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Koronowski writes: "Most of the water used to make beer does not make it into beer bottles - it ends up as wastewater, which in turn requires energy to treat."

Beer uses more water than what makes it into the bottle or can. (photo: Shutterstock)
Beer uses more water than what makes it into the bottle or can. (photo: Shutterstock)


Three Ways Climate Change Is Going to Ruin Your Beer

By Ryan Koronowski, ThinkProgress

10 June 14

 

ater is beer’s primary ingredient, and brewers are worried about having enough.

In 2011, it took brewing giant Anheuser-Busch Inbev 3.5 barrels of water to produce 1 barrel of beer. Due to concerns over drought and shrinking water supplies, the world’s largest brewer set a goal to drop that number to 3.25 barrels by 2012. It met that goal, and this week, Pete Kraemer, the company’s vice president for supply said that they had shrunk that number down to 3.15 barrels, with plans to drop it still further. For context, their plant in Houston alone produces 12 million barrels of beer each year.

The drought in California already has breweries that rely on the Russian River for water scrambling to find new sources, like a reverse osmosis system that’d purify groundwater, or picking up stakes and moving to Chicago.

Most of the water used to make beer does not make it into beer bottles — it ends up as wastewater, which in turn requires energy to treat. Matt Silver was a NASA researcher who decided to use his knowledge of life-support systems in space to create a water treatment system that turns industrial wastewater into electricity. The water that comes out of a brewery, for example, contains too much in the way of organic compounds to be dumped down the drain — but those compounds can feed microbes that turn it into methane, which can be used to heat and power a factory. His company, Cambrian Innovations, received seed money from the EPA, NASA, and the Pentagon and has been selling systems that do this to breweries like Lagunitas in drought-parched California. The state uses around 20 percent of its total electricity generated to treat, transport, and use water.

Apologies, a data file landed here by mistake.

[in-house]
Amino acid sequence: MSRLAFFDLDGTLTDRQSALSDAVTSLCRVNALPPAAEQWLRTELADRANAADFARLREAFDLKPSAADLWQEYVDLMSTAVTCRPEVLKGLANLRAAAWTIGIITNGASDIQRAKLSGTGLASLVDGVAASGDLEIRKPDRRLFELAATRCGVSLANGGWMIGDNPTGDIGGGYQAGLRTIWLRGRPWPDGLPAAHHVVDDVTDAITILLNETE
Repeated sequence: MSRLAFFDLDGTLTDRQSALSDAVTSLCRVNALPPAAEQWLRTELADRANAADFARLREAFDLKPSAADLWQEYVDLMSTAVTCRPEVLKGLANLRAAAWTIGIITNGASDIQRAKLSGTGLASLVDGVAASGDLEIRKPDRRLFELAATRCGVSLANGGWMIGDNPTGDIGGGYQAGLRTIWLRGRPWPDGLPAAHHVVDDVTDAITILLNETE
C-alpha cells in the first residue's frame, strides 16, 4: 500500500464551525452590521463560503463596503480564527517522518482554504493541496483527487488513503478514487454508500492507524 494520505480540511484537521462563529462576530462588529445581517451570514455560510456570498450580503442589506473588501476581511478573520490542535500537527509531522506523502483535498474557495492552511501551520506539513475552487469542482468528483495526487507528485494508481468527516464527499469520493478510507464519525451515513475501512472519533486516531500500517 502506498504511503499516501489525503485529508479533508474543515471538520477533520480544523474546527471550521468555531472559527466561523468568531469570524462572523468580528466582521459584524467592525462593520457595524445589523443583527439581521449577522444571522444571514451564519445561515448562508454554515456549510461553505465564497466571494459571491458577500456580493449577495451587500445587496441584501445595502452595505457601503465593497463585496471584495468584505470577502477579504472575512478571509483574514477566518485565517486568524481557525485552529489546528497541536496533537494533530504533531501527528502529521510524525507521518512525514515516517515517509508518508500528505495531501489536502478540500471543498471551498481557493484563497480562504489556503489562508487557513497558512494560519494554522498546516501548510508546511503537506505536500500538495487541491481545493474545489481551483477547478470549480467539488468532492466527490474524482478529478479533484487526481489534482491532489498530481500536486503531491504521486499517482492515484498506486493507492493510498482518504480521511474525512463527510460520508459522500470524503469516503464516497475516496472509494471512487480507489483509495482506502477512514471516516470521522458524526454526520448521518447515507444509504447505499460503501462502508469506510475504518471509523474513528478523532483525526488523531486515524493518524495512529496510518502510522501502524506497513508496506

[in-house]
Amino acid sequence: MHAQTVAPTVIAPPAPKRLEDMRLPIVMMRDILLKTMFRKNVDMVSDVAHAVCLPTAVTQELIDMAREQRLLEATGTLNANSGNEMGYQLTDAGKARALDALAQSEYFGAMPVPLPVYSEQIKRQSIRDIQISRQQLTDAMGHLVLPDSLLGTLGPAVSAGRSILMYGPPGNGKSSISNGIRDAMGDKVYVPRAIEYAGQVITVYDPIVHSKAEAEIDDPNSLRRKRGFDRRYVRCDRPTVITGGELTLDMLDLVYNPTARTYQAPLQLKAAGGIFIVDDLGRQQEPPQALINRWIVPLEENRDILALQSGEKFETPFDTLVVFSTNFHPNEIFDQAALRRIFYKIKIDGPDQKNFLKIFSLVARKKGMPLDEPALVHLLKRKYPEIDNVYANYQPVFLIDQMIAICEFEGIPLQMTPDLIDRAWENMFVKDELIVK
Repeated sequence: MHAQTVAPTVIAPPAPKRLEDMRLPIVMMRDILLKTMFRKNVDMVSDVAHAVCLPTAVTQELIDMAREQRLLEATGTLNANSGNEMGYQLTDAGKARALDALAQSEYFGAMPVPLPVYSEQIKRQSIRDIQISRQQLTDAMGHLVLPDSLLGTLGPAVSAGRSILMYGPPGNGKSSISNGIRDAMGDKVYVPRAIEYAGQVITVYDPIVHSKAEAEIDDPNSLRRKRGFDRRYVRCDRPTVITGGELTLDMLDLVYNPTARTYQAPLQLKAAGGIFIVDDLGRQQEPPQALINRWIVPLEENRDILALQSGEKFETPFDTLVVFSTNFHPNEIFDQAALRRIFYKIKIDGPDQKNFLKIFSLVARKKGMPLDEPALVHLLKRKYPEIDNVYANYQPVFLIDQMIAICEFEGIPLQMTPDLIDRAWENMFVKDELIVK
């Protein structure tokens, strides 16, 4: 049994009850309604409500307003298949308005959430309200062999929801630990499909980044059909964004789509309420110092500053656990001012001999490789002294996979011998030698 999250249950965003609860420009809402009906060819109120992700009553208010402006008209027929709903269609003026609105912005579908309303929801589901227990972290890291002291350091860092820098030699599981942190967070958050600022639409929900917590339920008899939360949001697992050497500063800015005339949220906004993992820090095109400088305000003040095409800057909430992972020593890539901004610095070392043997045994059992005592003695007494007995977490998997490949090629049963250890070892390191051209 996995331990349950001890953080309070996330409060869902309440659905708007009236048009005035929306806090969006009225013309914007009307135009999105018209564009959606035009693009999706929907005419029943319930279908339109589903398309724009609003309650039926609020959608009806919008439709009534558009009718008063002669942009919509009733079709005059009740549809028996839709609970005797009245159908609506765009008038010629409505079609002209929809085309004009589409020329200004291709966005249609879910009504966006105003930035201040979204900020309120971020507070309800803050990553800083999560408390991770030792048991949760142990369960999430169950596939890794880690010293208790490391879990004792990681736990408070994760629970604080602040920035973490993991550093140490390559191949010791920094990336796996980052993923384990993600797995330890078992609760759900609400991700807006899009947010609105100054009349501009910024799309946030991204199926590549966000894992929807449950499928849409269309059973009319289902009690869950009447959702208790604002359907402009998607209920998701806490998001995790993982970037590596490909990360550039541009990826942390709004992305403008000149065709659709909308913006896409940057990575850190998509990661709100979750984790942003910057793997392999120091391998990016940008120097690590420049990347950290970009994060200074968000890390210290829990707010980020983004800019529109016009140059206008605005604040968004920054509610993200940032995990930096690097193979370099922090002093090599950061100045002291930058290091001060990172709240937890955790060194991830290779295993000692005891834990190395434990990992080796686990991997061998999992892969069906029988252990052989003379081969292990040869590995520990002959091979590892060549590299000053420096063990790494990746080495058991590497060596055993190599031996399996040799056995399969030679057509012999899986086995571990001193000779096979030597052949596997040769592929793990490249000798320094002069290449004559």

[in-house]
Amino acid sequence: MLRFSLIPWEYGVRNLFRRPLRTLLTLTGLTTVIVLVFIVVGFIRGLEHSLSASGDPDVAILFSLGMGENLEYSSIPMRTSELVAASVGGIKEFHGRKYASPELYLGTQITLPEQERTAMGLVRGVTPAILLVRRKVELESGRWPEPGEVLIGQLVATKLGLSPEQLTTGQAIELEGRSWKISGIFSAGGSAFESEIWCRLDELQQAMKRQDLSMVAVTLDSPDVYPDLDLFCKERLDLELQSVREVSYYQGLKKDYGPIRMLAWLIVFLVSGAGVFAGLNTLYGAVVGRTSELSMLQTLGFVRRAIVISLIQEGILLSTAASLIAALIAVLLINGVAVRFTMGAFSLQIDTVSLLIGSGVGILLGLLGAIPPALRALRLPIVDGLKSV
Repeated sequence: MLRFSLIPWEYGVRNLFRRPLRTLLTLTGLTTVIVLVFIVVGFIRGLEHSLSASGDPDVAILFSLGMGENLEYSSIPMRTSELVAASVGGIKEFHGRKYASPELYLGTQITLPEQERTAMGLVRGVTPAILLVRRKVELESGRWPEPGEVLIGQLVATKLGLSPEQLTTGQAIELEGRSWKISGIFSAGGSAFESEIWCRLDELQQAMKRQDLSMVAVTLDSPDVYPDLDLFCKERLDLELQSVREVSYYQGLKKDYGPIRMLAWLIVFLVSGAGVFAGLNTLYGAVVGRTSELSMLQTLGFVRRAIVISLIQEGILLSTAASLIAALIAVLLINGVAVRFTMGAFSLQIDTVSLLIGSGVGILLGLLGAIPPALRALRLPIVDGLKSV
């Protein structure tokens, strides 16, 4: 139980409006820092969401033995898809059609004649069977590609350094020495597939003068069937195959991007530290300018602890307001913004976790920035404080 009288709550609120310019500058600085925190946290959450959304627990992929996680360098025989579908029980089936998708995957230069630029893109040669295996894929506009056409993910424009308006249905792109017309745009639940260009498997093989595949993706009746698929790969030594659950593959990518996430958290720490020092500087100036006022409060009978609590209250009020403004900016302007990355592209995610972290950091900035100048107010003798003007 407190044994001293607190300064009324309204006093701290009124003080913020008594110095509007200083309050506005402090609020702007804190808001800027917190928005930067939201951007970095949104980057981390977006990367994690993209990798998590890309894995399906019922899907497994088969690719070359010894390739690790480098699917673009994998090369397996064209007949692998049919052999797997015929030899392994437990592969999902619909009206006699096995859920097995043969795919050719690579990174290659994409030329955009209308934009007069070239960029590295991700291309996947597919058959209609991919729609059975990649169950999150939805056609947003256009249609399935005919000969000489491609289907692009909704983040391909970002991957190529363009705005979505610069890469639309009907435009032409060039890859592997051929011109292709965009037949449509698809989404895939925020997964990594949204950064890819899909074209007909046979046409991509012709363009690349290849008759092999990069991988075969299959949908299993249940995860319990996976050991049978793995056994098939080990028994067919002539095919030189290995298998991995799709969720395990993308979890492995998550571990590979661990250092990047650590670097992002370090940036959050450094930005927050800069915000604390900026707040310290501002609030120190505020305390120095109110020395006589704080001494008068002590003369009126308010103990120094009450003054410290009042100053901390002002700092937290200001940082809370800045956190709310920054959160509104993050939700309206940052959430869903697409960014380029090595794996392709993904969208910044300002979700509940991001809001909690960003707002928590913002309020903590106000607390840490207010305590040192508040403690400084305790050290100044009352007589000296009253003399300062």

Large brewers are also concerned about barley, the second ingredient of beer.

In recent years, heavy rains in Australia and drought in England have damaged barely crops. That pattern of heavier downpours and drier droughts is likely to accelerate as greenhouse gases trap heat and warm the planet, according to the National Climate Assessment. Anheuser-Busch Inbev receives a lot of their barley from Idaho. Howard Neibling, a professor in the University of Idaho’s Department of Biological and Agricultural Engineering, told the Houston Chronicle that farmers see less water coming as snowpacks decline, and have tried to become more efficient with their water usage.